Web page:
by David P. Ross
In this issue of Perception, we focus on work that the Canadian Council on Social Development is doing in collaboration with others to establish new ways of measuring the country's well-being. The goal of our work in this area is to establish credible, reliable indicators of growth beyond traditional ones such as the Gross Domestic Product (GDP) and the national unemployment rate.
The GDP, changes in the cost of living index (CPI), the prime lending rate, the Toronto Stock Exchange 300 index, and the value of the Canadian dollar are all familiar concepts to Canadians. These benchmarks of economic health are tracked and presented annually, quarterly, monthly, daily, even hourly. If the dollar falls by 10 cents, or the GDP drops one per cent, or interest rates climb by half a point, policy makers and commentators are spurred to action. No one questions what the movements mean, or whether the measures themselves are accurate. Over time, we have been conditioned like Pavlov's dogs to respond to changes in these economic indicators.
But those of us who are concerned about social progress know instinctively that the traditional economic indicators used to assess a country's health often do not reflect what is happening in many people's lives. Child poverty, teenage pregnancies, youth accidents, drug abuse and suicides, inequitable income distributions, low birth weight babies, quality of child care, school performance, lone-parenthood and absent fathers, family dysfunction, social cohesion – these are also important indicators of how well we are faring as a nation.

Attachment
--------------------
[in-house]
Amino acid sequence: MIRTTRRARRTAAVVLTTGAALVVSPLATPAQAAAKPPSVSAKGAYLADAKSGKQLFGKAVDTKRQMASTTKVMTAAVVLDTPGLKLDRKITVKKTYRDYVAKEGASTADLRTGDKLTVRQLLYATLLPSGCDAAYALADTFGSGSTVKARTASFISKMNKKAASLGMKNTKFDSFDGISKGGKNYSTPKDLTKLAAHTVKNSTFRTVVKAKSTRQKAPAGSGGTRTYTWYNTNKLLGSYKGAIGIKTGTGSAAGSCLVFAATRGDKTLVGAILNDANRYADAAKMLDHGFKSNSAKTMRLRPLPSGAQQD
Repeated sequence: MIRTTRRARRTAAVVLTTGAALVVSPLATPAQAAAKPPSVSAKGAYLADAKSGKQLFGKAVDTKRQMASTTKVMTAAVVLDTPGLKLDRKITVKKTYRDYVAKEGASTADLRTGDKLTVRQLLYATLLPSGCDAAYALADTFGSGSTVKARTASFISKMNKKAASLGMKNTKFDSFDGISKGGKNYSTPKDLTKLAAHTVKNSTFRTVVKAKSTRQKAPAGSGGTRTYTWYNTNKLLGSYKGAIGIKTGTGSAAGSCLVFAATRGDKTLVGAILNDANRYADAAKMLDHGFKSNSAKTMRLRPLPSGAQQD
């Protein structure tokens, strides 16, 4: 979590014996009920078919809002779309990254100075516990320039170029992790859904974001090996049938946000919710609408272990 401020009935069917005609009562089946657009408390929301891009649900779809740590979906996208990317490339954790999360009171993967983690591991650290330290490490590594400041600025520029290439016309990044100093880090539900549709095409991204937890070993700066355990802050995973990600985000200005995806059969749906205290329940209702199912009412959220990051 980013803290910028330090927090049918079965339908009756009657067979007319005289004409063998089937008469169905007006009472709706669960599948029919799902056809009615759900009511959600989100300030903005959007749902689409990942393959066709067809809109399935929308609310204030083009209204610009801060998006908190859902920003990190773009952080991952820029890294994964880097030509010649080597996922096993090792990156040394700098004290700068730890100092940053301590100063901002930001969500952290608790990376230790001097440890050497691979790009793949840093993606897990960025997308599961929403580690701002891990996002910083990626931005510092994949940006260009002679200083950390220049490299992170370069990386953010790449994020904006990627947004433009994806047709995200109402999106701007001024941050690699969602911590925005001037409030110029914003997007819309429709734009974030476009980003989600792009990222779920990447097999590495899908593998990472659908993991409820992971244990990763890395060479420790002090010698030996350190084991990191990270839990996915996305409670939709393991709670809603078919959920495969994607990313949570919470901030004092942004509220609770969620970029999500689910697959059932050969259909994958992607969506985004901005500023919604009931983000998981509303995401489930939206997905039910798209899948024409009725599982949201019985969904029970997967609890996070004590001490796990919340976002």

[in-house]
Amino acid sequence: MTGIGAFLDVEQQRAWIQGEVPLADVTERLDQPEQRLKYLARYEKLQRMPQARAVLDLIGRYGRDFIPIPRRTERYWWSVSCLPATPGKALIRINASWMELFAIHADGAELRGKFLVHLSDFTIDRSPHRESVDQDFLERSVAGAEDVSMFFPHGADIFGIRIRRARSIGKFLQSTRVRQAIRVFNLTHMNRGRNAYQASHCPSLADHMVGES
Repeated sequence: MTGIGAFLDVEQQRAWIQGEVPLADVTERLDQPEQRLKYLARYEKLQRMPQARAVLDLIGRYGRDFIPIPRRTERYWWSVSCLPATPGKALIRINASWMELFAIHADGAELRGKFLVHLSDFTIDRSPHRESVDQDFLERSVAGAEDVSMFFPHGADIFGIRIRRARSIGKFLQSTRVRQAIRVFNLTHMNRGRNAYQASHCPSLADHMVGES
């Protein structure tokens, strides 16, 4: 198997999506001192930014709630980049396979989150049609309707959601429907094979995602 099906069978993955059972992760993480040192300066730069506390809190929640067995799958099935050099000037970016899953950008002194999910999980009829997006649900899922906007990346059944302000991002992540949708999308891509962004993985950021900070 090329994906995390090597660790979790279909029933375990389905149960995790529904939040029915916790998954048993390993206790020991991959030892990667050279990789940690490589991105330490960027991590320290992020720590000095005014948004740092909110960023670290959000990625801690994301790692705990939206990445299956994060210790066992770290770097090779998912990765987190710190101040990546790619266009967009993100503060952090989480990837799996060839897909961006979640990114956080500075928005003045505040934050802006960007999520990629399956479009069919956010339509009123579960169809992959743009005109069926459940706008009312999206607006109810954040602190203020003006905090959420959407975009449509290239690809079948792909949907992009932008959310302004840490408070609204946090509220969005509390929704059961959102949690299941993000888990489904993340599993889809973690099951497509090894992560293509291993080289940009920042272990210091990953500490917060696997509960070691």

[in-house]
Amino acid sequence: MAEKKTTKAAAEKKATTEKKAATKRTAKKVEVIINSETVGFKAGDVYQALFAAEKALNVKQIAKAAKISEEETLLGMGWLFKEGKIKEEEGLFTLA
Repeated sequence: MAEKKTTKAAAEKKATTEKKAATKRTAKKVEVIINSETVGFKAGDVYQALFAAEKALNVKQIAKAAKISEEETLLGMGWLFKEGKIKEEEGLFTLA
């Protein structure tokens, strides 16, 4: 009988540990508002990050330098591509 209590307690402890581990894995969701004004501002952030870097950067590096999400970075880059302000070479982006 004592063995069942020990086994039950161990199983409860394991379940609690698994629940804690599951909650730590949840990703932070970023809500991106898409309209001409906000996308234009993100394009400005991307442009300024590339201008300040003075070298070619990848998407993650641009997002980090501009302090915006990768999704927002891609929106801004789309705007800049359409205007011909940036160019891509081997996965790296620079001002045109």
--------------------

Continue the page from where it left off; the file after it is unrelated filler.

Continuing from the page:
Yet none of these factors make policy makers jump. Too often the only response one gets to such social statistics is to be told that they are not reliable measures anyway. Criticisms are trotted out: the data are poor, the stats gatherers are biased, the concepts are inadequate (What is poverty anyway?). Certainly no one in authority starts shifting policy levers when these statistics are reported.
Two major initiatives recently undertaken by the CCSD to help promote the introduction of social indicators are reported on in the following pages. One is a recent publication, the other a symposium that brought together Canadians and social scientists from other countries to exchange ideas about social indicators.
One can think of economic indicators as short-term measures of the efforts by current and former members of the population. On the other hand, social indicators are guides to the future health and capacity of our society. Without good social health, there can be no sustained economic progress. If the health of our children deteriorates, our future economy deteriorates. Long-term economic progress cannot be maintained by an unhealthy, under-educated, and socially dysfunctional population. We may, perhaps, get away with it in the short-term, but if we are concerned about the future of Canada we must establish a set of measures to guide us.
The latest CCSD publication, The Progress of Canada's Children 1996 attempts to create a set of social indicators to measure the well-being of Canada's children and youth. Hopefully the kind of policy adrenalin now set off by changes in economic indicators will rise when social indicators, such as those established in this report, suggest problems or successes in certain areas.
David P. Ross is the executive director of the CCSD.
Canadian Council on Social Development,
190 O'Connor Street, Suite 100,
Ottawa, Ontario, K2P 2R3